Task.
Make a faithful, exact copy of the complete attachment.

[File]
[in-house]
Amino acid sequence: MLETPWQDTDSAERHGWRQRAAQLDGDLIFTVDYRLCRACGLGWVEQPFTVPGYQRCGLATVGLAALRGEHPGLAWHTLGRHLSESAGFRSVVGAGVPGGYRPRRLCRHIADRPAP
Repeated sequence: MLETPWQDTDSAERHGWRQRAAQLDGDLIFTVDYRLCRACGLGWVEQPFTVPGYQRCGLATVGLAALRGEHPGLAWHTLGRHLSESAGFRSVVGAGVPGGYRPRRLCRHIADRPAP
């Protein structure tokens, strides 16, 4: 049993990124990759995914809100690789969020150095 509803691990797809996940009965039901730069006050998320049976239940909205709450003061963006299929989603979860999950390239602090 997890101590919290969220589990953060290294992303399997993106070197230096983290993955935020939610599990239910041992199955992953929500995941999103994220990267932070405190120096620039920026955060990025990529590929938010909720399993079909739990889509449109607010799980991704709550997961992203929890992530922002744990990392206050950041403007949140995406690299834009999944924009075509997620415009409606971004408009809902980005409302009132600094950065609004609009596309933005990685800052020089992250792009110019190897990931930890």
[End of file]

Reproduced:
[in-house]
Amino acid sequence: MLETPWQDTDSAERHGWRQRAAQLDGDLIFTVDYRLCRACGLGWVEQPFTVPGYQRCGLATVGLAALRGEHPGLAWHTLGRHLSESAGFRSVVGAGVPGGYRPRRLCRHIADRPAP
Repeated sequence: MLETPWQDTDSAERHGWRQRAAQLDGDLIFTVDYRLCRACGLGWVEQPFTVPGYQRCGLATVGLAALRGEHPGLAWHTLGRHLSESAGFRSVVGAGVPGGYRPRRLCRHIADRPAP
């Protein structure tokens, strides 16, 4: 049993990124990759995914809100690789969020150095 509803691990797809996940009965039901730069006050998320049976239940909205709450003061963006299929989603979860999950390239602090 997890101590919290969220589990953060290294992303399997993106070197230096983290993955935020939610599990239910041992199955992953929500995941999103994220990267932070405190120096620039920026955060990025990529590929938010909720399993079909739990889509449109607010799980991704709550997961992203929890992530922002744990990392206050950041403007949140995406690299834009999944924009075509997620415009409606971004408009809902980005409302009132600094950065609004609009596309933005990685800052020089992250792009110019190897990931930890």